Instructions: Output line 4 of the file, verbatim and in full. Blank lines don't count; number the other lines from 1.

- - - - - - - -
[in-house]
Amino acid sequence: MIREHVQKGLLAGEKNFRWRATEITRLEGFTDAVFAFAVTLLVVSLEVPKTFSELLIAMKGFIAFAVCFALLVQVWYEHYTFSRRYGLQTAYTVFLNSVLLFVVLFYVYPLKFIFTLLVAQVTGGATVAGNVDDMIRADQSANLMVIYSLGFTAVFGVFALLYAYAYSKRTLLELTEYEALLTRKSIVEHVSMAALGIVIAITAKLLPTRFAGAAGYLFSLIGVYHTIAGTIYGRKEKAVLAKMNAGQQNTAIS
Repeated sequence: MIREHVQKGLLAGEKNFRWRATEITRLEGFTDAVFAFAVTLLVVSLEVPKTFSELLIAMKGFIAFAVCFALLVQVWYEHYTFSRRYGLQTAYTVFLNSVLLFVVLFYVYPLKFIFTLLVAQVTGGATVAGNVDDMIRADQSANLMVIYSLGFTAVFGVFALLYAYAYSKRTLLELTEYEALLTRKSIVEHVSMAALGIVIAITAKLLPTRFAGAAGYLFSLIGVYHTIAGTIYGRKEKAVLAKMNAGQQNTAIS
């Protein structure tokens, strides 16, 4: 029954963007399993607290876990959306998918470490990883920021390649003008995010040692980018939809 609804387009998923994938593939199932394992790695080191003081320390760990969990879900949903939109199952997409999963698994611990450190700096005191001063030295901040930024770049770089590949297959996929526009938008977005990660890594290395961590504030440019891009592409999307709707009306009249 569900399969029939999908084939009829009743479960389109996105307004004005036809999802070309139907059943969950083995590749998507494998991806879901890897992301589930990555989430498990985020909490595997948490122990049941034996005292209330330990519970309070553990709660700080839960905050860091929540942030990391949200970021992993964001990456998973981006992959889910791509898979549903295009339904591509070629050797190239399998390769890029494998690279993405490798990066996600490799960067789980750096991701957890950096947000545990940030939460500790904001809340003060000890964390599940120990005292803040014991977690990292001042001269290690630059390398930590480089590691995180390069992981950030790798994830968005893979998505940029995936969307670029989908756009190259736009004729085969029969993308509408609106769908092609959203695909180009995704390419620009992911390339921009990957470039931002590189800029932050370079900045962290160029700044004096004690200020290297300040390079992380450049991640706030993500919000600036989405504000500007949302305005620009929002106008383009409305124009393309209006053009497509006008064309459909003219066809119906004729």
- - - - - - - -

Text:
């Protein structure tokens, strides 16, 4: 029954963007399993607290876990959306998918470490990883920021390649003008995010040692980018939809 609804387009998923994938593939199932394992790695080191003081320390760990969990879900949903939109199952997409999963698994611990450190700096005191001063030295901040930024770049770089590949297959996929526009938008977005990660890594290395961590504030440019891009592409999307709707009306009249 569900399969029939999908084939009829009743479960389109996105307004004005036809999802070309139907059943969950083995590749998507494998991806879901890897992301589930990555989430498990985020909490595997948490122990049941034996005292209330330990519970309070553990709660700080839960905050860091929540942030990391949200970021992993964001990456998973981006992959889910791509898979549903295009339904591509070629050797190239399998390769890029494998690279993405490798990066996600490799960067789980750096991701957890950096947000545990940030939460500790904001809340003060000890964390599940120990005292803040014991977690990292001042001269290690630059390398930590480089590691995180390069992981950030790798994830968005893979998505940029995936969307670029989908756009190259736009004729085969029969993308509408609106769908092609959203695909180009995704390419620009992911390339921009990957470039931002590189800029932050370079900045962290160029700044004096004690200020290297300040390079992380450049991640706030993500919000600036989405504000500007949302305005620009929002106008383009409305124009393309209006053009497509006008064309459909003219066809119906004729």